Another Michelin favorite is Coller de Pau.
One thing is certain: you can eat and drink wonderfully around here!
Q | And what do you usually drink at home?
A | We have a rule: just to have wine on weekends. But when that happens white wine is always the preferred one, and obviously the one we produce.
The fact is that because they are fresh and acidic, without much concentration, they do not tire you, something that I usually experience when tasting white wines from other regions, which many times show plenty of nose as well as more complexity and alcohol percentage. Anyway, I still enjoy drinking wines from other places such as Duero, Cava or Burgundy wines, which are wines that I admire because of their balance between nose and taste.
Q | What do you do in your free time and what are your plans for your next holidays?
A | My world goes around wine. We are a family business and there are always things to be done so my free time does not come that often. Regarding holidays, right now, there are not many plans. I love to travel and I do it often. Usually I go to Italy or France and even if it is for amusement, wine usually comes in along the way.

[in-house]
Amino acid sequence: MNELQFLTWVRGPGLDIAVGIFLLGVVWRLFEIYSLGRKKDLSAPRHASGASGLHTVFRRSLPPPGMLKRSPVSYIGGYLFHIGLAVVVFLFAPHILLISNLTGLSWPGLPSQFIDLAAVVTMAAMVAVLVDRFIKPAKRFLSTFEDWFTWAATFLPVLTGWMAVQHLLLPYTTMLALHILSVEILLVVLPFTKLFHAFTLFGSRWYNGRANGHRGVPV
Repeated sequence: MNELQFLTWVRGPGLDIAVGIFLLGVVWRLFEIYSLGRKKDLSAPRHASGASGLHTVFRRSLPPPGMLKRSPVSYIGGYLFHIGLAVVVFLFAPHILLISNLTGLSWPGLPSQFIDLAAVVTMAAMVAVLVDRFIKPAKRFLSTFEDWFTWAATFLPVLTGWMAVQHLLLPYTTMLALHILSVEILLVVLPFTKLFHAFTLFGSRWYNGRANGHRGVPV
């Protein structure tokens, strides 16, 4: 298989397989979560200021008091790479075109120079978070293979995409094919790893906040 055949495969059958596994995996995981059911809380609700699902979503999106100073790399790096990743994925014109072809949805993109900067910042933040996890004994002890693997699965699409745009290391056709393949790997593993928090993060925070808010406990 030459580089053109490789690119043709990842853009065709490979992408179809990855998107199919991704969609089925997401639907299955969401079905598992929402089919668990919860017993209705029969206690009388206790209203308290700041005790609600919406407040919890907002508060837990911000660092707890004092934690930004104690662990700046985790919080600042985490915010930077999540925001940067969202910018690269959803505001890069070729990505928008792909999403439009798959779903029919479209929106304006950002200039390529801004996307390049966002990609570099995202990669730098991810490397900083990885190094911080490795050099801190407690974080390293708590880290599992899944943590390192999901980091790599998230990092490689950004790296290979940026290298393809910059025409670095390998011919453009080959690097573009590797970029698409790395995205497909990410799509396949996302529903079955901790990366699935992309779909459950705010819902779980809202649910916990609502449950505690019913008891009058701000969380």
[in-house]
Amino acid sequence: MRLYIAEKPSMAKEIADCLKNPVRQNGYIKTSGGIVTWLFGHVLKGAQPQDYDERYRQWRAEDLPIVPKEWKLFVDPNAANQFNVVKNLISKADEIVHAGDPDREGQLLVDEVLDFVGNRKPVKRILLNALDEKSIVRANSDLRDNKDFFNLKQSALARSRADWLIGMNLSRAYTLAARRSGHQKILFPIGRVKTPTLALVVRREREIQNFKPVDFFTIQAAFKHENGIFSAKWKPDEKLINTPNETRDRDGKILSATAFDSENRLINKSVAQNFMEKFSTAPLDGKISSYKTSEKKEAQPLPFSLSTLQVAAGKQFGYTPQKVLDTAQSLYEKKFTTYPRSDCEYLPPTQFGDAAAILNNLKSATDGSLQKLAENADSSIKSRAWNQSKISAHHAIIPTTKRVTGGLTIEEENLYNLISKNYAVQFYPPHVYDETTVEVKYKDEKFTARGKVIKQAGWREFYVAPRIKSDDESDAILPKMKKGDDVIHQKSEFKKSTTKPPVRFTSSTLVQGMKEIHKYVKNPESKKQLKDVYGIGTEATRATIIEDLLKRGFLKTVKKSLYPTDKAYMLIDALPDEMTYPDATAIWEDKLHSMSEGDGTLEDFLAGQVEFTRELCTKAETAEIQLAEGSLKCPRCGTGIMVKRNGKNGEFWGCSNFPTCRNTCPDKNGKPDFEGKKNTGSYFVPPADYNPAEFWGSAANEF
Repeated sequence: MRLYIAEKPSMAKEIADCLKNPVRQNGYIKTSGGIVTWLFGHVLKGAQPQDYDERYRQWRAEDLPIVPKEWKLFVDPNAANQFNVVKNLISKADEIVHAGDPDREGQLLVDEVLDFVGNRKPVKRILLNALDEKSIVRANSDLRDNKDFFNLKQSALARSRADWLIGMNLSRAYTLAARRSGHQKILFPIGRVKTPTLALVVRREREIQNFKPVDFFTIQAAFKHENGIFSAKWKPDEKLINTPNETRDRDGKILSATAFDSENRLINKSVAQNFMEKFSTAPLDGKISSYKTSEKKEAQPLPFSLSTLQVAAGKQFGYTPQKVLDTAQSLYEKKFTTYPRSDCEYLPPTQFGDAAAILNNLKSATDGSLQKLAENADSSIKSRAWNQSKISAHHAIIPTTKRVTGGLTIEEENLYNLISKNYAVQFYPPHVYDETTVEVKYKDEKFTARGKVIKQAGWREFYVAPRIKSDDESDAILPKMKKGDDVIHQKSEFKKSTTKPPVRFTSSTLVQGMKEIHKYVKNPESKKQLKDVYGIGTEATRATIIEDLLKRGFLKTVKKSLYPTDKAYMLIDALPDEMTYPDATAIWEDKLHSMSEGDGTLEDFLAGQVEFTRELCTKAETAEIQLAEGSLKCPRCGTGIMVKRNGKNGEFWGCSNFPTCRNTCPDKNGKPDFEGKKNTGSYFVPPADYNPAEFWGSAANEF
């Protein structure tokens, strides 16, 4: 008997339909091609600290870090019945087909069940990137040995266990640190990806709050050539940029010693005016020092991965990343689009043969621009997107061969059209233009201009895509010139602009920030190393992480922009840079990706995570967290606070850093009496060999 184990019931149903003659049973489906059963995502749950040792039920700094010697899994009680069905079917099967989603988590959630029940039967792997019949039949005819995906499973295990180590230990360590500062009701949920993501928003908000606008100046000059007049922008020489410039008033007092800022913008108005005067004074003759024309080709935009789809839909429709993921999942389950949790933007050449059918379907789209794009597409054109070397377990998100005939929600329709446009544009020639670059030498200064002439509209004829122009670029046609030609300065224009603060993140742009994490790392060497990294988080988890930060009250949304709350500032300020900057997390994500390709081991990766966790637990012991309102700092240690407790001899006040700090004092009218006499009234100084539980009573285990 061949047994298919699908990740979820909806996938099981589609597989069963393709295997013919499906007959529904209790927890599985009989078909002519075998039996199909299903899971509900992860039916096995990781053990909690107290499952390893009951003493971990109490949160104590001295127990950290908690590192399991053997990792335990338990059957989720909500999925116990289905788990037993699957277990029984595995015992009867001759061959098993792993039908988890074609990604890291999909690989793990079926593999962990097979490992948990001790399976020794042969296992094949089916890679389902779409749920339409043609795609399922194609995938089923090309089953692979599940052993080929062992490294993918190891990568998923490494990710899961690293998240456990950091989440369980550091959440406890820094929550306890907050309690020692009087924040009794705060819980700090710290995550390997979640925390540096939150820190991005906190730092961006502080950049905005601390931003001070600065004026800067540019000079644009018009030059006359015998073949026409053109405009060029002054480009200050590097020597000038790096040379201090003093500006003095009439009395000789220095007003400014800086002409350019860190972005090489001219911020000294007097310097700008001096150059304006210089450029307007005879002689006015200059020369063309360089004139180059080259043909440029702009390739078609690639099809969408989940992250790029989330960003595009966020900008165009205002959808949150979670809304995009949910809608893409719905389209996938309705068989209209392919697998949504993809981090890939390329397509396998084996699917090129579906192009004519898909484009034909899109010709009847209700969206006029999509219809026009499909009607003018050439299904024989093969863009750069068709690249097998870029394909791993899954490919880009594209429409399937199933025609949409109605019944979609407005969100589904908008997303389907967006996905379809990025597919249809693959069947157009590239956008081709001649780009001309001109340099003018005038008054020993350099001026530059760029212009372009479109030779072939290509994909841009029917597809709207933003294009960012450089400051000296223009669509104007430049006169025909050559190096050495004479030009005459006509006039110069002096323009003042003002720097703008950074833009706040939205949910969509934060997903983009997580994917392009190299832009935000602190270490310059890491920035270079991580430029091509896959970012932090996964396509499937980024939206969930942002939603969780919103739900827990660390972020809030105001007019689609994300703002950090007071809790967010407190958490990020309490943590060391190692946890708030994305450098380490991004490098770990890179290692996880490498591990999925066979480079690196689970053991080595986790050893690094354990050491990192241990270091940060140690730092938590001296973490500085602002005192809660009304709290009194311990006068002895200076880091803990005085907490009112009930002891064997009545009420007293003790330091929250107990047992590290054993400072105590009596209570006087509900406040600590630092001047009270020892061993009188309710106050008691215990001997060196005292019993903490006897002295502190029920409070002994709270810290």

Photos provided by Lagar de Costa and free online photo platforms
Interview and writing by Antonio Moreira
Edited by Seanna Marie
SHOP ALL LAGAR DE COSTA WINES HERE
Lagar de Costa "Rego do Sol" 2018, Rías Baixas, Galiza | Spain
The tart lime and grapefruit, chalky mineral, and floral aromatics undeniably convey the essence of a coastal wine. Incisive flavors of citrus peel and orchard fruit open up to ripe melon and peach. Classic saline flavors become the focus on the finish as the fruit fades.
This wine is definitely friendly with anything from the sea. It is exceptionally good with white fish and meats as well as leafy green herbs. Try it with ceviche, seafood risotto, oysters, mussels, clams, soft cheeses and salsa verde.
Grape Varieties: 100% Albariño